After a week away from Los Angeles Marathon training due to my covering the press day for “Bleed for This,” which had me occupying the same room with Miles Teller, Aaron Eckhart, Katey Sagal and director Ben Younger, I arrived back at Griffith Park in Burbank to join up with my fellow Team to End AIDS runners for an 8-mile run. There was a big running event going on in the Hollywood area this morning, but I managed to avoid the road closures placed in everyone’s path and got to Griffith Park right on schedule.
Having been away for a week, it kind of feels like I have been away for a month. On one hand, I got to meet up with my friend Marta who has returned to train with T2EA. On the other, I found myself meeting a new bunch of runners whose names I hope to memorize by next week. Being in the 15-minute pace group, we were expected to run at a 3:1 pace. Some of the other runners, however, were a bit iffy about as they weren’t sure they would do well at this pace. In retrospect, I wonder if I might need to adjust my pace as I was struggling the last few miles.
This run took us outside of Griffith Park and into familiar areas of Burbank. We went as far as Magnolia Street where we reached the turnaround point, and then we headed back to our starting point and prayed we would reach it in one piece. The zipper on one of my pouches broke before I boarded the LA Metro train for the AIDS Walk a couple of weeks ago, so I was left with just with this little camera bag to hold all my energy goodies. I prided myself on how I didn’t need to consume any energy blocks or gels on this run, but I would have benefited from taking at least one of them.
I was determined to watch my speed this time around, and I did take it easy at the start even though my fellow pace group members were not in sync when it came to starting our watches and phone apps at the same time. Having said that, I used it as an excuse to reach my walking break sooner than my watch would allow me.
When I am running, it is ever so easy for me to get lost in my own thoughts. This form of exercise has always been great for me in terms of relieving myself of endless anxiety and depression, but it also keeps me from staying in the moment when I need to. I’m always trying to remain conscious of my form as I always feel I am slouching forward too much. This shit always catches me by surprise, and I keep kicking myself as a result.
On my way to Griffith Park, I tried to get into the mood by playing music off of my soundtrack/movie score iPod which had on shuffle. I guess I was trying to find a piece of music which really got my mojo going, and I kept pressing the next track button in an effort to get to it. The best I could come up with on my route was “Insensatez” by Antônio Carlos Jobim which is featured on the soundtrack to David Lynch’s “Lost Highway.” The word insensatez means “how insensitive” in English, but in Portuguese it means “absurdity” or “folly.” Being that this is my seventh year in a row where I have trained for the Los Angeles Marathon, I can’t help but wonder if my decision to do it yet again is an absurdity or a folly of sorts. Well, one thing’s for sure, I’m being very insensitive to my knees which have long since given up trying to argue with me.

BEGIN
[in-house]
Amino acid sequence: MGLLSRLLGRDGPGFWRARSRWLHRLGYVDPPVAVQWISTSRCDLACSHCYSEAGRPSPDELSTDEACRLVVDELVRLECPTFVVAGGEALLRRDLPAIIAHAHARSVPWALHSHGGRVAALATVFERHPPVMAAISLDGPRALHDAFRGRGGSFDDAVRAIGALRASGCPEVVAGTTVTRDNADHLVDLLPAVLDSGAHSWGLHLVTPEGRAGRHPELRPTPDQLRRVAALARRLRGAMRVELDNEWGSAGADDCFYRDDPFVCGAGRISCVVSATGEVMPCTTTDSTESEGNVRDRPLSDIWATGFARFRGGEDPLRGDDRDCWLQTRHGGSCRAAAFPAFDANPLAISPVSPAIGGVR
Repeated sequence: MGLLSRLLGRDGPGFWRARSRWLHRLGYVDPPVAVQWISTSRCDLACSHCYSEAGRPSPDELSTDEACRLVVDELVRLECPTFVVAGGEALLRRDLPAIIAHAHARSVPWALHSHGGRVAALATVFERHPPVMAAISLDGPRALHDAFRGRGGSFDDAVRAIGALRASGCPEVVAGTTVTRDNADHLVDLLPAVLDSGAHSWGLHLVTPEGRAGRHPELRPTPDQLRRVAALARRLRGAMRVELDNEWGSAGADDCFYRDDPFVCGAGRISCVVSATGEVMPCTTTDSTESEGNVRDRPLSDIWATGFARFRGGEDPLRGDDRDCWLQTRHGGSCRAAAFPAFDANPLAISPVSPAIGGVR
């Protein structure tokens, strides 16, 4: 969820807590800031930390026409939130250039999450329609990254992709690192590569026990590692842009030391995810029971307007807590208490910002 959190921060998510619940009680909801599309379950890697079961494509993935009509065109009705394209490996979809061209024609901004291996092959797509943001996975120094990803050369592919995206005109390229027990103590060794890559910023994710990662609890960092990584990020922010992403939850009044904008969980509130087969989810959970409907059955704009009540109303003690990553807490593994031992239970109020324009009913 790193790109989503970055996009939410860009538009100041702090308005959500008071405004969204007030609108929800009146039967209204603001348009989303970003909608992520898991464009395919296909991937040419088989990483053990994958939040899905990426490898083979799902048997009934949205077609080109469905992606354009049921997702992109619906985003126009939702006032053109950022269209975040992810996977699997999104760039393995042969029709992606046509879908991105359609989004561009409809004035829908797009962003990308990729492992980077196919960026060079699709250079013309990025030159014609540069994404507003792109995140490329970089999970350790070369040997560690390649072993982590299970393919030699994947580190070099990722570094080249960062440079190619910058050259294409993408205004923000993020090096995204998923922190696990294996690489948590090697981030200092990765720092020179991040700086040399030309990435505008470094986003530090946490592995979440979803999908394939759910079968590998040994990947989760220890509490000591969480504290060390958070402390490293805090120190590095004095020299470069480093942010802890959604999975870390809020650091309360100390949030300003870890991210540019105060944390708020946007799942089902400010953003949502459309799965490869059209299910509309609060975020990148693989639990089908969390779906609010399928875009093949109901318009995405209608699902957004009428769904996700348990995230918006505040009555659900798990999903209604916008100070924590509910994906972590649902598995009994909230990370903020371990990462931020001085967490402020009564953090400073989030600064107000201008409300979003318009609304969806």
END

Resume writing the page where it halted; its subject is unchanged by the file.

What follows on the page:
For some odd reason, the theme song to “George of the Jungle” kept playing in my head as I ran through the streets of Burbank. Maybe the rhythm of the song is what kept me energized as my energy began to run low. Either that or it was someone’s way of reminding me of how easy it can be to get into an accident when you don’t pay attention to immovable objects around you. George was certainly a muscular dude who knew the jungle and the animals which inhabited it very well, but his confidence typically got the best of him when it came to swinging on those vines. There’s nothing wrong with having an ego, but never let your ego get overinflated. You’ll end up running into something hard which will remind you of something you should damn well know already: you’re not indestructible.
Once back at Griffith Park, we were all witness to a terrifying sight: JC eating dill pickle soup. Now anybody who knows JC knows the man despises pickles with a passion, but he offered to consume it for the sake of raising money for APLA. Like him, we will do anything to complete our fundraising goals, and this was his ultimate sacrifice to appease all the donors out there. With all due respect to the Bolivers, who made the soup, it really did look like puke. I had to turn away from JC after he took his first taste and his face got all scrunched up. I’ve already vomited enough this year, and 2016 has been the year to vomit all over.
Looking back, I did a good job on this 8-mile run, but now I need to step up my game in terms of training. In addition to my two maintenance runs, I need to get in some cardio workouts whether it’s at the gym or by using Wii Fit. Laugh all you want; those Nintendo games really give me a heart-racing workout.
This marks the last run before Daylight Savings Time ends, a time of year I never look forward to, and that’s regardless of the fact it gives us an extra hour of sleep. When it gets darker early in the evening, it makes me feel like the day has already ended and that I am up way past my bedtime. I hate that. It’s also the last run before this clusterfuck of a Presidential election FINALLY concludes. We could be looking at a very different America depending on who gets elected to the Oval Office. Let’s hope justice wins out in the end.
FUNDRAISING UPDATE: To date, I have raised $237.50 for AIDS Project Los Angeles, and I invite you kindly to help me reach my goal before the end of 2016. Just click here to make a donation. No donation is too small or too big, and it will go directly towards helping those who need it. Thank you for reading.